November 1, 2017 / 12:33 PM / a year ago

Argentina mourns death of five of its citizens in New York attack

ROSARIO, Argentina (Reuters) - Argentina on Wednesday mourned the loss of five high-school buddies from the city of Rosario who were killed when a driver of a pickup truck plowed through a bike path in New York where they were celebrating the 30th anniversary of their graduation.

“They went to celebrate life, and found death,” Jorge Cetta, a spokesman for the victims’ polytechnic high school, said in an interview.

Flags flew at half-staff in Rosario, and the city declared three days of mourning. On the banks of the Parana River in northern Argentina, Rosario is the country’s main grain-exporting hub, as well as hometown to leftist revolutionary Ernesto “Che” Guevara and soccer great Lionel Messi.

Eight people were killed and 11 injured in lower Manhattan in the attack on the popular bike path along the Hudson River, The suspect, 29-year-old Uzbek immigrant Sayfullo Saipov, was charged with acting on behalf of Islamic State, whose followers have carried out vehicle attacks in several cities, mostly in Europe.

Dozens of people held a candlelight vigil on Wednesday night at the 111-year-old high school. The crowd was made up of parents and children and former and current students.

“The feeling is one of impotence, that a crazy person cut their lives off like that,” said Marta Albert, a 58-year-old nurse and graduate of the school.

In Buenos Aires, Argentine President Mauricio Macri praised the five architects and businessmen as model citizens.

“We must all stand together in the fight against terrorism,” he said. The president, who has a previously scheduled trip to New York next week, spoke on Wednesday with U.S. President Donald Trump, who expressed his condolences, Macri’s office said.

A woman weeps as she holds candles outside the Instituto Politecnico, a technical high school, where the five Argentine citizens who were killed in the truck attack in New York on October 31 went to school, in Rosario, Argentina November 1, 2017. REUTERS/Marcos Brindicci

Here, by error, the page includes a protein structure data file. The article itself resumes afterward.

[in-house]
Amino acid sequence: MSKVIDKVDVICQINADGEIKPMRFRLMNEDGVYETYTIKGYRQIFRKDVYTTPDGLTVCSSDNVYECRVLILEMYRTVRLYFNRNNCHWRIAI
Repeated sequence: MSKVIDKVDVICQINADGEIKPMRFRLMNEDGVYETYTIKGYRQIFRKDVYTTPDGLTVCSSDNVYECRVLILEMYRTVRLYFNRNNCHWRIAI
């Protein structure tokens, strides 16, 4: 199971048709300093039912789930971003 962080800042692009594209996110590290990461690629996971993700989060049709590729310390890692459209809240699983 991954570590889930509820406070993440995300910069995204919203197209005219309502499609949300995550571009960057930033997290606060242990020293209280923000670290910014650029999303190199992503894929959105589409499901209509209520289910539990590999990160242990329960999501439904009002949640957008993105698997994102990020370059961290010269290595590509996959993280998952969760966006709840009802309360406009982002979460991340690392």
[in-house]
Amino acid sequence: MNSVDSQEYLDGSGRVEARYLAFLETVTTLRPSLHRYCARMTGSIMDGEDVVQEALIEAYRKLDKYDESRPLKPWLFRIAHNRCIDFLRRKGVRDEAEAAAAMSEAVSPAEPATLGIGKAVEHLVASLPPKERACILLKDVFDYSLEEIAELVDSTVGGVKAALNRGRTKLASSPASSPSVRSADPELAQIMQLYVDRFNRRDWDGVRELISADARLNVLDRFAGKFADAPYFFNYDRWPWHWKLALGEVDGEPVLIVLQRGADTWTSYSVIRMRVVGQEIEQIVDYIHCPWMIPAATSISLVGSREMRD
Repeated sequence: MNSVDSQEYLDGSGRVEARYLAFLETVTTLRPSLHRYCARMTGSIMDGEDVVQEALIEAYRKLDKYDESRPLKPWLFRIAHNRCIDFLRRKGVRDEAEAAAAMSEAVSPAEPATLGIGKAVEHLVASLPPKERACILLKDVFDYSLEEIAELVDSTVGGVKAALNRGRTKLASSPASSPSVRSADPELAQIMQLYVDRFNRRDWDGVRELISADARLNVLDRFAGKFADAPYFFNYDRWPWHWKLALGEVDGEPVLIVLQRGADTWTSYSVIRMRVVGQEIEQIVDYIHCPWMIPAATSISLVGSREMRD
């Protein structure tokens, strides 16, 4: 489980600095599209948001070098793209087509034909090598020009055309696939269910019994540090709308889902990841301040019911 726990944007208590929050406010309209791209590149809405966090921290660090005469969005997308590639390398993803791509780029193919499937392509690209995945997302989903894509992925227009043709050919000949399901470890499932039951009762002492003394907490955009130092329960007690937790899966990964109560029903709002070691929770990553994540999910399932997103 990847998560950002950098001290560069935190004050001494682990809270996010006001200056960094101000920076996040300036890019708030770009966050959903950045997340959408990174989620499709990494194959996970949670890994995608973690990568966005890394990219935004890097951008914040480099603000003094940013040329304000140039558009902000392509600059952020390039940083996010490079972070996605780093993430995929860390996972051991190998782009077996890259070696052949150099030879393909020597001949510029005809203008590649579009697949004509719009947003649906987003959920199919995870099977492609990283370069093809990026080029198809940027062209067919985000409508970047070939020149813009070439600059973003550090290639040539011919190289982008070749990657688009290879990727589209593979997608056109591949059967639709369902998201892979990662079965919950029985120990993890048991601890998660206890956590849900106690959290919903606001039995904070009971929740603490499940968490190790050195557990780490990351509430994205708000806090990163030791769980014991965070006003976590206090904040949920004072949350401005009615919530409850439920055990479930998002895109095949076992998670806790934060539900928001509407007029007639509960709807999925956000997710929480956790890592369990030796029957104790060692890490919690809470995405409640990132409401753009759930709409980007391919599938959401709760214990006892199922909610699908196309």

The family and employees of one of the victims, businessman Ariel Erlij, remembered them in a letter to the Argentine newspaper Clarin. “This is sad news for the world, but even more so for those of us who had the opportunity of getting to know them,” the letter read.

The Argentine government identified the other four dead as Hernán Diego Mendoza, Diego Enrique Angelini, Alejandro Damián Pagnucco and Hernán Ferruchi, whose son studies at the same high school. The victims were 48 to 49 years old.

A sixth Argentine, Martin Ludovico Marro, was injured and hospitalized in Manhattan. His prognosis was good, Mateo Estreme, Argentina’s consul general in New York, told reporters.

Four other members of the group were unharmed.


The trip had been organized by Erlij, whose Rosario-based company, Ivanar SA, distributes steel products. The businessman had helped pay for two of his friends to go on the trip, Cetta said.

“He was a lot more than a great father and a great businessman,” said the letter in Clarin. “He was, more than anything, a great person who knew how to bring perseverance and commitment to every aspect of this life.”

A picture of the friends at the airport before they flew to New York, published by Clarin, showed eight men grinning with arms linked, wearing matching white T-shirts that said “Libre,” or “Free” in Spanish.

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“There were strong links among these friends, which is why they had decided to take this trip together after 30 years,” the director of the high school, Alicia Oliva, told journalists in Rosario, adding that the school had declared a week of mourning.

The incident marked the deadliest single attack in New York since suicide hijackers crashed jetliners into the Twin Towers of the World Trade Center in lower Manhattan on Sept. 11, 2001, killing more than 2,600 people.

Argentina has been spared the attacks that have plagued Europe and North America in recent years, although Buenos Aires suffered deadly assaults on the Israeli embassy and AMIA Jewish Community center decades ago.

Additional reporting by Maximilian Heath, Luc Cohen, Juliana Castilla, Cassandra Garrison and Juan Bustamante in Buenos Aires, and Julia Simon in New York; Writing by Caroline Stauffer and Hugh Bronstein; Editing by Jonathan Oatis and Peter Cooney

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